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Here’s Why STORE Capital is a Great Dividend Stock
September 29, 2020
STORE Capital Corp (NYSE: STOR) is finding favour with investors again as the REIT’s shares surged by 4.2% on Monday.
STORE Capital has been hit hard by the Covid-19 pandemic. STORE – which stands for Single Tenant Operational Real Estate – has seen its shares fall 25% so far in 2020 (although they’ve more than doubled off their March lows).
That’s not been a surprise. Its tenant base has been hard hit by the pandemic – the likes of restaurants, day-care centres, cinemas and health clubs, many of which were shut or operating at limited capacity during the worst of the lockdown in the US.
But is it time for investors to take a chance on this REIT? One thing in its favour is the fact that Warren Buffett’s Berkshire Hathaway Inc (NYSE: BRK.B) recently bought an additional 5.8 million shares of STORE Capital to add to the 18.6 million it already owned.
Operating in what’s known as the “Net Lease” sector, STORE Capital affords investors the ability to buy into REITs that own free-standing buildings with long-term lease contracts.
It’s an increasingly popular space for REITs to operate in given the broader reliability of rental income (in normal times anyway).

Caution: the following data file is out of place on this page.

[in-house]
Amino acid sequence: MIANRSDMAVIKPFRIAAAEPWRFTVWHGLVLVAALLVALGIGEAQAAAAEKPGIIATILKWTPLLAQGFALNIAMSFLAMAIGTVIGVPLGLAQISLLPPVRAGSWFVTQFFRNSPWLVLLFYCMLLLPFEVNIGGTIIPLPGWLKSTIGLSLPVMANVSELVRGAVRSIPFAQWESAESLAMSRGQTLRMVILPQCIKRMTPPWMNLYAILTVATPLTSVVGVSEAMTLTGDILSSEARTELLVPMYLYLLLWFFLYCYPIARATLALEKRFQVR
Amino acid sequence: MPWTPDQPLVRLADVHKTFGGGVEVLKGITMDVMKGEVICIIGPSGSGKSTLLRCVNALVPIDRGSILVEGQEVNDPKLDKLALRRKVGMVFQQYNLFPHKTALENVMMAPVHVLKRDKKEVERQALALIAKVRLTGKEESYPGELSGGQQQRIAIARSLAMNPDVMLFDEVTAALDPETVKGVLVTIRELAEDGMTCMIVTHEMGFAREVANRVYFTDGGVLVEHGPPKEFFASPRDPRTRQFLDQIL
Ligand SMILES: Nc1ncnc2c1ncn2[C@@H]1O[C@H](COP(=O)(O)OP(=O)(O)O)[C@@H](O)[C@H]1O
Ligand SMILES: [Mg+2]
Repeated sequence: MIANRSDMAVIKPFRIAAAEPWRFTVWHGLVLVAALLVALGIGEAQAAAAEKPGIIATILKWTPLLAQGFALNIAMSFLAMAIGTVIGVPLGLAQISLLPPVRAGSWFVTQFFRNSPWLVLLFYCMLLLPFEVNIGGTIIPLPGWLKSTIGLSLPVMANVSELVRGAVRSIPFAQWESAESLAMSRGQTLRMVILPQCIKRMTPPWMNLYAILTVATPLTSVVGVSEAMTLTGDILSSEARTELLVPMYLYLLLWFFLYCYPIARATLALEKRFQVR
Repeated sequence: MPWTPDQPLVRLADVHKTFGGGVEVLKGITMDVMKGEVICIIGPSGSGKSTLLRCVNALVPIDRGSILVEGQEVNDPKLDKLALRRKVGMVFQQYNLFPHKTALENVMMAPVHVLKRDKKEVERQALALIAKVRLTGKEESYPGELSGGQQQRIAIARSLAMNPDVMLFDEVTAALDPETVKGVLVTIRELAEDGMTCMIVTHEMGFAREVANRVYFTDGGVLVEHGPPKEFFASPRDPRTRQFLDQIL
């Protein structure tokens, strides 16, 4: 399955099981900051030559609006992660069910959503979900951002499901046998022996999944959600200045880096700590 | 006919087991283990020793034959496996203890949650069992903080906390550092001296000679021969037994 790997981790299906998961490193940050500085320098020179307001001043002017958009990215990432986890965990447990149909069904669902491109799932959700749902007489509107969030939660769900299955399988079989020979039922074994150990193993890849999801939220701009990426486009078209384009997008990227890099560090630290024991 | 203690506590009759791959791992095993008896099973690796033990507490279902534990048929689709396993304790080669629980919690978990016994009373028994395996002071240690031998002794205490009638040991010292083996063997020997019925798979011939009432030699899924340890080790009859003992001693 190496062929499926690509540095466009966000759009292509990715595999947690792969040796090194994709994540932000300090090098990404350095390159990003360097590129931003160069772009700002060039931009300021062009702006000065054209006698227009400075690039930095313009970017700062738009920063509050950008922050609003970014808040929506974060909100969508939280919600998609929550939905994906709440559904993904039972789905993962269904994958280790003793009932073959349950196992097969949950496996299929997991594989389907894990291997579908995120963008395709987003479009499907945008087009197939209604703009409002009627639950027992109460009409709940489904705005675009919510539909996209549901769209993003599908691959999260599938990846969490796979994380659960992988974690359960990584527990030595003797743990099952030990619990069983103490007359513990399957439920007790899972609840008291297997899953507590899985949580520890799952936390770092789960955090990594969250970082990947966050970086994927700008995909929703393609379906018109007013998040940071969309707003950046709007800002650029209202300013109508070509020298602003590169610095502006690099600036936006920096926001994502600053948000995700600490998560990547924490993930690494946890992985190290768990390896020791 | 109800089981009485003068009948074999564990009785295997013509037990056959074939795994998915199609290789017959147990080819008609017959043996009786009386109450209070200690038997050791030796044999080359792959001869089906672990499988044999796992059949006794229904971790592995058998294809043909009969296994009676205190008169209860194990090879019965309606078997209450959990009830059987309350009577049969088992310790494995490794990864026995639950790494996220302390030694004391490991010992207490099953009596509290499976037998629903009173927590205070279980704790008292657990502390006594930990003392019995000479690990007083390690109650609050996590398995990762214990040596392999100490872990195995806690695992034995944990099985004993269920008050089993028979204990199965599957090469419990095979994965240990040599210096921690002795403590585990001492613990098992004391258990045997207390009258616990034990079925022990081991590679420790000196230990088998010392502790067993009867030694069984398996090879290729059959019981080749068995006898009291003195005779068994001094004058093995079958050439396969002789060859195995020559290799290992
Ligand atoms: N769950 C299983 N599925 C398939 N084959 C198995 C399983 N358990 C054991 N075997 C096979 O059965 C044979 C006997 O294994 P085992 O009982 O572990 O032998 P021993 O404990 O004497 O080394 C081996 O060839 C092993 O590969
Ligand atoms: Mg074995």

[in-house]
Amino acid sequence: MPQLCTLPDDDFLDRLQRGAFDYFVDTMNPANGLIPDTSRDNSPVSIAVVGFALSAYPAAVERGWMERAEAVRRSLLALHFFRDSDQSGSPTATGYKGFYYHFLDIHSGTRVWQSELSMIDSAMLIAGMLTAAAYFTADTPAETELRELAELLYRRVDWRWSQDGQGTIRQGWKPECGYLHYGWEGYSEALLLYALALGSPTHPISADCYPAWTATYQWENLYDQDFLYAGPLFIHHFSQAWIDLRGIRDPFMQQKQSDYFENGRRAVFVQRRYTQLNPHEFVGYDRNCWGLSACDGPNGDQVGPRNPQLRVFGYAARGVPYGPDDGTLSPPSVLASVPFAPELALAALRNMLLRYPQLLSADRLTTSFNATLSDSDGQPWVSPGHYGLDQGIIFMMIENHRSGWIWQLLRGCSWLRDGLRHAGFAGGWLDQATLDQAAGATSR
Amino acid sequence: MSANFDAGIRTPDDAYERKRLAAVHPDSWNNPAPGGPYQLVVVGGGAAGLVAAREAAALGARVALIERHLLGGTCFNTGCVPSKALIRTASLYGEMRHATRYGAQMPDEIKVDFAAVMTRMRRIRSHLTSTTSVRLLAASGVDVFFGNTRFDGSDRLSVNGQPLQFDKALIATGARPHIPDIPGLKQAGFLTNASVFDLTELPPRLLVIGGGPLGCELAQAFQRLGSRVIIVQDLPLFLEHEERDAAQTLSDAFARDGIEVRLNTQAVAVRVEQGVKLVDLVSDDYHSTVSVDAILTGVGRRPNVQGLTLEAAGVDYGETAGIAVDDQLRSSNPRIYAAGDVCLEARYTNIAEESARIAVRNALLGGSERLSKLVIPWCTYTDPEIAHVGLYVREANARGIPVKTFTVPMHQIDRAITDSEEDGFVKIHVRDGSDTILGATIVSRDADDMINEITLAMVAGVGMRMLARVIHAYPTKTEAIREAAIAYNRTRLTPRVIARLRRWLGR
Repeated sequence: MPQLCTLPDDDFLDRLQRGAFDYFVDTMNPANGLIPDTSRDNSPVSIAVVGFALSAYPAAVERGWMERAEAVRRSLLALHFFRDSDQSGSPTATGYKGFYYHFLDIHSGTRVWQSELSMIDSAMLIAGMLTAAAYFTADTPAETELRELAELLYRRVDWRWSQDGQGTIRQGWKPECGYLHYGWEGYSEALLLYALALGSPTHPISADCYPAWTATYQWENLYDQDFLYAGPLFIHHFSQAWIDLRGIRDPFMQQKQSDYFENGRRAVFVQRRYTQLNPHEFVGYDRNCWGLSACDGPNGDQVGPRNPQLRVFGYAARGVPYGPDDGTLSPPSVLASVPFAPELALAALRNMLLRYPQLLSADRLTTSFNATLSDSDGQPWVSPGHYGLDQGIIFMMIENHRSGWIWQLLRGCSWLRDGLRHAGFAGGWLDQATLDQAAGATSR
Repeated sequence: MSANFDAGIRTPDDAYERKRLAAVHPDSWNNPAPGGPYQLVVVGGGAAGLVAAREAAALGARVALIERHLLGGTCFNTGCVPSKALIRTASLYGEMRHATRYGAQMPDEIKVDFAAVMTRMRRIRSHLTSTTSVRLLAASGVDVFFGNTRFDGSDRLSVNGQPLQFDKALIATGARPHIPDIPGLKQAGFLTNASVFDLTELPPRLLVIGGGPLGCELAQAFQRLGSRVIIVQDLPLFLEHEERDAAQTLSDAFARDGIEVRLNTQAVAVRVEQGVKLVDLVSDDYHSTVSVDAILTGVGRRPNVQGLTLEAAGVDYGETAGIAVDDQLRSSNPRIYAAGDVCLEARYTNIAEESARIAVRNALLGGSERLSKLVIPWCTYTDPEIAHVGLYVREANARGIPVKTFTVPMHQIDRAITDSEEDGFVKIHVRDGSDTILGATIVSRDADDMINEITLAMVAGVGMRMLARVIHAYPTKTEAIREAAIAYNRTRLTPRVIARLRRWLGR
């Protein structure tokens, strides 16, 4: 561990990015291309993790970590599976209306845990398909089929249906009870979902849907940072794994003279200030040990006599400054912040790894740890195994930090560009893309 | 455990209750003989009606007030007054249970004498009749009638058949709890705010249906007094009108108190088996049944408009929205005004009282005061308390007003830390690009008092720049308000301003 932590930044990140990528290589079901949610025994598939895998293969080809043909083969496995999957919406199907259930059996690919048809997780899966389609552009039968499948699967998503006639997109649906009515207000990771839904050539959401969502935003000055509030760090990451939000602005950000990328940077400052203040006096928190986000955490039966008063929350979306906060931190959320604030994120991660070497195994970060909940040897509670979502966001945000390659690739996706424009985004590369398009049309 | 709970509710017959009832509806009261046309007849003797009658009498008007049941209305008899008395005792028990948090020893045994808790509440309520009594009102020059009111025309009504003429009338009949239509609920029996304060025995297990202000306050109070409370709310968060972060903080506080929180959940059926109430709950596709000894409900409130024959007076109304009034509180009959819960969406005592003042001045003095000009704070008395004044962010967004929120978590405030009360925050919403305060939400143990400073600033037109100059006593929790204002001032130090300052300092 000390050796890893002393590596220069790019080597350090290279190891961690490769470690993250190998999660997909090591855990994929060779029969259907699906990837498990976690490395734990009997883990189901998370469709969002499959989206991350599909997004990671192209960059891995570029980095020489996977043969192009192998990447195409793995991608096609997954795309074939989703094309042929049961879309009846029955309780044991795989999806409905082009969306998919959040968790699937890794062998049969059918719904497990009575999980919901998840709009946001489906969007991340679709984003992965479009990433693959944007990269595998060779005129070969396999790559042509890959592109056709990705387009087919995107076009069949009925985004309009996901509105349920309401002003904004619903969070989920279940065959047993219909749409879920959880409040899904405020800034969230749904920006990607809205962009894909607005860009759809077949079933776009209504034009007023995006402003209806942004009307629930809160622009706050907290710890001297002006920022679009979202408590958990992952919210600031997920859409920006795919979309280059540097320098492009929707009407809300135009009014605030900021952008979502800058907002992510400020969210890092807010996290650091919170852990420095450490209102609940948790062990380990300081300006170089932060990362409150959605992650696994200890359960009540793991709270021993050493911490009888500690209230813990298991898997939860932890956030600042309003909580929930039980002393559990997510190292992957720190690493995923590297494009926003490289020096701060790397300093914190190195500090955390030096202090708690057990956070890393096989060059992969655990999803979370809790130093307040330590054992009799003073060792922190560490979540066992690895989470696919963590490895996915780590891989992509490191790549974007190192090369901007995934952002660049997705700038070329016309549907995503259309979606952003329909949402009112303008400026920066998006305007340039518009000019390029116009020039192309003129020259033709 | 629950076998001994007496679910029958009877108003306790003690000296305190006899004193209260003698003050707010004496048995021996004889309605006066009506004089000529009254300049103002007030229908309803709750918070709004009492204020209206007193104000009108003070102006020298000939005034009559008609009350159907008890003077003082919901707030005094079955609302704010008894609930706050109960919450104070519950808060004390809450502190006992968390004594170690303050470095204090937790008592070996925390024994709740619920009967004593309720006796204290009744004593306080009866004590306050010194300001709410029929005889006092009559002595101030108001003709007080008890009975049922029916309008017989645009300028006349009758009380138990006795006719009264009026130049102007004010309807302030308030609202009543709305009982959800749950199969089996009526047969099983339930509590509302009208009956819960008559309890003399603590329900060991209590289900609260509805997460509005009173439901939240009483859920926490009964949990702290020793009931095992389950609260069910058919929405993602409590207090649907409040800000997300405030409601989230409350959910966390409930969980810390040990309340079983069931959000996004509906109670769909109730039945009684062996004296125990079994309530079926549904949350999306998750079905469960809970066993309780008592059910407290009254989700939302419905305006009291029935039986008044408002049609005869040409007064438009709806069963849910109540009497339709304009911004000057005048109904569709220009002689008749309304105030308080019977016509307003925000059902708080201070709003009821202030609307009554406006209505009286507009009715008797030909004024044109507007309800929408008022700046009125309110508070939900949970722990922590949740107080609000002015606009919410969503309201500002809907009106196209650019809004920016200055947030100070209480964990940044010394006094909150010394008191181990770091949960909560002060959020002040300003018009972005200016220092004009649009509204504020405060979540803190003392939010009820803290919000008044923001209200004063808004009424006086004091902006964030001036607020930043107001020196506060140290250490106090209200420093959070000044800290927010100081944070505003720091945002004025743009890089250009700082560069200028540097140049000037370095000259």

Recovering rental collections
In STORE’s case, the REIT is certainly recovering from its recent hammering. After having collected just 67% of rent in May, this has progressively picked up and hit 86% and 88%, respectively, in August and September, according to the company.
Meanwhile, its properties that were open for business rose to 98% in September, from 93% in August. The REIT’s portfolio has investments in over 2,500 properties across the US so it ticks the diversification box from the risk perspective.
Its latest second-quarter numbers saw adjusted funds from operations (FFO) of US$0.44 per share while it still paid out a dividend of US$0.35. That was amid a scenario where a number of tenants were not able to pay rent.
Currently yielding 5%, and having the honour of being the only REIT in Berkshire’s portfolio, the company looks like a strong recovery play once the US economy – eventually – fully recovers.
Investors could be waiting a while for that but real estate, and STORE’s dividend, don’t look like they’re going anywhere any time soon.
Disclaimer: ProsperUs Head of Content Tim Phillips doesn’t own shares of any companies mentioned.
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Tim, based in Singapore but from Hong Kong, caught the investing bug as a teenager and is a passionate advocate of responsible long-term investing as a great way to build wealth.
He has worked in various content roles at Schroders and the Motley Fool, with a focus on Asian stocks, but believes in buying great businesses – wherever they may be.
In his spare time, Tim enjoys running after his two year-old son, playing football and practicing yoga.